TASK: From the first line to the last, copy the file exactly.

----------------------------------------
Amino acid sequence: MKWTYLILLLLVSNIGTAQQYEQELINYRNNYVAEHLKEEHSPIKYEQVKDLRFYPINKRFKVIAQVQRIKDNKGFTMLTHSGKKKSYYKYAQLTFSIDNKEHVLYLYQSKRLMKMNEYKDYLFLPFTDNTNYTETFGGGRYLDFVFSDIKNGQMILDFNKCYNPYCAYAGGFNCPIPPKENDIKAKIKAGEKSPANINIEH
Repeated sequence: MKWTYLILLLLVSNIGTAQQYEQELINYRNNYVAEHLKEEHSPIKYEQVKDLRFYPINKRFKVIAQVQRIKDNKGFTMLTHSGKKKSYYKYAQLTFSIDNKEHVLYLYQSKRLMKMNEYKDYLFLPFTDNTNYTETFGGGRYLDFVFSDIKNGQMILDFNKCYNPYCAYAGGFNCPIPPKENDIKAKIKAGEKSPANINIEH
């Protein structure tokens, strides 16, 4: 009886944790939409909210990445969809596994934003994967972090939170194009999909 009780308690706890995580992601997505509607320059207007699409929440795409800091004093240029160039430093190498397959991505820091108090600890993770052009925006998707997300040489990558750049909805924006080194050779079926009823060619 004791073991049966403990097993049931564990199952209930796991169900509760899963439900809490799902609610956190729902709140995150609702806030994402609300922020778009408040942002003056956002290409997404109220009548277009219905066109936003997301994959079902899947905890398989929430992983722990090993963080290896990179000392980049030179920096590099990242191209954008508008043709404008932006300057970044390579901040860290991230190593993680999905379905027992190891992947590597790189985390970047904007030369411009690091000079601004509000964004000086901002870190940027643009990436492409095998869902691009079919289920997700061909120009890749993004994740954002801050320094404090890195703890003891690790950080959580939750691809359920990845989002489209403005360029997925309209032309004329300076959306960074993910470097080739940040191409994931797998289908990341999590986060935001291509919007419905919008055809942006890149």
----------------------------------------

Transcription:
Amino acid sequence: MKWTYLILLLLVSNIGTAQQYEQELINYRNNYVAEHLKEEHSPIKYEQVKDLRFYPINKRFKVIAQVQRIKDNKGFTMLTHSGKKKSYYKYAQLTFSIDNKEHVLYLYQSKRLMKMNEYKDYLFLPFTDNTNYTETFGGGRYLDFVFSDIKNGQMILDFNKCYNPYCAYAGGFNCPIPPKENDIKAKIKAGEKSPANINIEH
Repeated sequence: MKWTYLILLLLVSNIGTAQQYEQELINYRNNYVAEHLKEEHSPIKYEQVKDLRFYPINKRFKVIAQVQRIKDNKGFTMLTHSGKKKSYYKYAQLTFSIDNKEHVLYLYQSKRLMKMNEYKDYLFLPFTDNTNYTETFGGGRYLDFVFSDIKNGQMILDFNKCYNPYCAYAGGFNCPIPPKENDIKAKIKAGEKSPANINIEH
């Protein structure tokens, strides 16, 4: 009886944790939409909210990445969809596994934003994967972090939170194009999909 009780308690706890995580992601997505509607320059207007699409929440795409800091004093240029160039430093190498397959991505820091108090600890993770052009925006998707997300040489990558750049909805924006080194050779079926009823060619 004791073991049966403990097993049931564990199952209930796991169900509760899963439900809490799902609610956190729902709140995150609702806030994402609300922020778009408040942002003056956002290409997404109220009548277009219905066109936003997301994959079902899947905890398989929430992983722990090993963080290896990179000392980049030179920096590099990242191209954008508008043709404008932006300057970044390579901040860290991230190593993680999905379905027992190891992947590597790189985390970047904007030369411009690091000079601004509000964004000086901002870190940027643009990436492409095998869902691009079919289920997700061909120009890749993004994740954002801050320094404090890195703890003891690790950080959580939750691809359920990845989002489209403005360029997925309209032309004329300076959306960074993910470097080739940040191409994931797998289908990341999590986060935001291509919007419905919008055809942006890149």